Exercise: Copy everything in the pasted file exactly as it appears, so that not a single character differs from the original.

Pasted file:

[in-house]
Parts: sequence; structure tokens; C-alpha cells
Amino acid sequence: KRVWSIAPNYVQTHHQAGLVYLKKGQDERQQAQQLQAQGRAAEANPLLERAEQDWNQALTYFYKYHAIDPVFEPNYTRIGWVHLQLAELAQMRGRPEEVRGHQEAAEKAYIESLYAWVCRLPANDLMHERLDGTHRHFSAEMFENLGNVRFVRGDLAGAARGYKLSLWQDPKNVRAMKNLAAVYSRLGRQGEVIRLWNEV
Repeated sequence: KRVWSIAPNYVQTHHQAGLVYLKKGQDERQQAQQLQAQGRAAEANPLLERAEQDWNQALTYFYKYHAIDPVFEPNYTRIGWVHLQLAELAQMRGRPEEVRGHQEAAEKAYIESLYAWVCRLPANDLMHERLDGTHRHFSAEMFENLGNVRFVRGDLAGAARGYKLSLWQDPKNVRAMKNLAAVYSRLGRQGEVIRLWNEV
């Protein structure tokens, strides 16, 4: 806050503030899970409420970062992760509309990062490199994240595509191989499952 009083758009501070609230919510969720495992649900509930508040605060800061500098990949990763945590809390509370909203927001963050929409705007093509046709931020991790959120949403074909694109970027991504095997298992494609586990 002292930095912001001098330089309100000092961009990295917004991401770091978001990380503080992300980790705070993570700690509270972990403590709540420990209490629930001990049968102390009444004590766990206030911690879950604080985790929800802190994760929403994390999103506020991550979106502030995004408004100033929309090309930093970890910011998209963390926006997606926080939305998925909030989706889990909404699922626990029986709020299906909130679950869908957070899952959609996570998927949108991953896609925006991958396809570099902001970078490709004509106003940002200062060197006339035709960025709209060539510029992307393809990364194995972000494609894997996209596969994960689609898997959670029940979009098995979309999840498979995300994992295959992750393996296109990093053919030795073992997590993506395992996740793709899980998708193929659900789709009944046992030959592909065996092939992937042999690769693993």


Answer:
[in-house]
Parts: sequence; structure tokens; C-alpha cells
Amino acid sequence: KRVWSIAPNYVQTHHQAGLVYLKKGQDERQQAQQLQAQGRAAEANPLLERAEQDWNQALTYFYKYHAIDPVFEPNYTRIGWVHLQLAELAQMRGRPEEVRGHQEAAEKAYIESLYAWVCRLPANDLMHERLDGTHRHFSAEMFENLGNVRFVRGDLAGAARGYKLSLWQDPKNVRAMKNLAAVYSRLGRQGEVIRLWNEV
Repeated sequence: KRVWSIAPNYVQTHHQAGLVYLKKGQDERQQAQQLQAQGRAAEANPLLERAEQDWNQALTYFYKYHAIDPVFEPNYTRIGWVHLQLAELAQMRGRPEEVRGHQEAAEKAYIESLYAWVCRLPANDLMHERLDGTHRHFSAEMFENLGNVRFVRGDLAGAARGYKLSLWQDPKNVRAMKNLAAVYSRLGRQGEVIRLWNEV
């Protein structure tokens, strides 16, 4: 806050503030899970409420970062992760509309990062490199994240595509191989499952 009083758009501070609230919510969720495992649900509930508040605060800061500098990949990763945590809390509370909203927001963050929409705007093509046709931020991790959120949403074909694109970027991504095997298992494609586990 002292930095912001001098330089309100000092961009990295917004991401770091978001990380503080992300980790705070993570700690509270972990403590709540420990209490629930001990049968102390009444004590766990206030911690879950604080985790929800802190994760929403994390999103506020991550979106502030995004408004100033929309090309930093970890910011998209963390926006997606926080939305998925909030989706889990909404699922626990029986709020299906909130679950869908957070899952959609996570998927949108991953896609925006991958396809570099902001970078490709004509106003940002200062060197006339035709960025709209060539510029992307393809990364194995972000494609894997996209596969994960689609898997959670029940979009098995979309999840498979995300994992295959992750393996296109990093053919030795073992997590993506395992996740793709899980998708193929659900789709009944046992030959592909065996092939992937042999690769693993």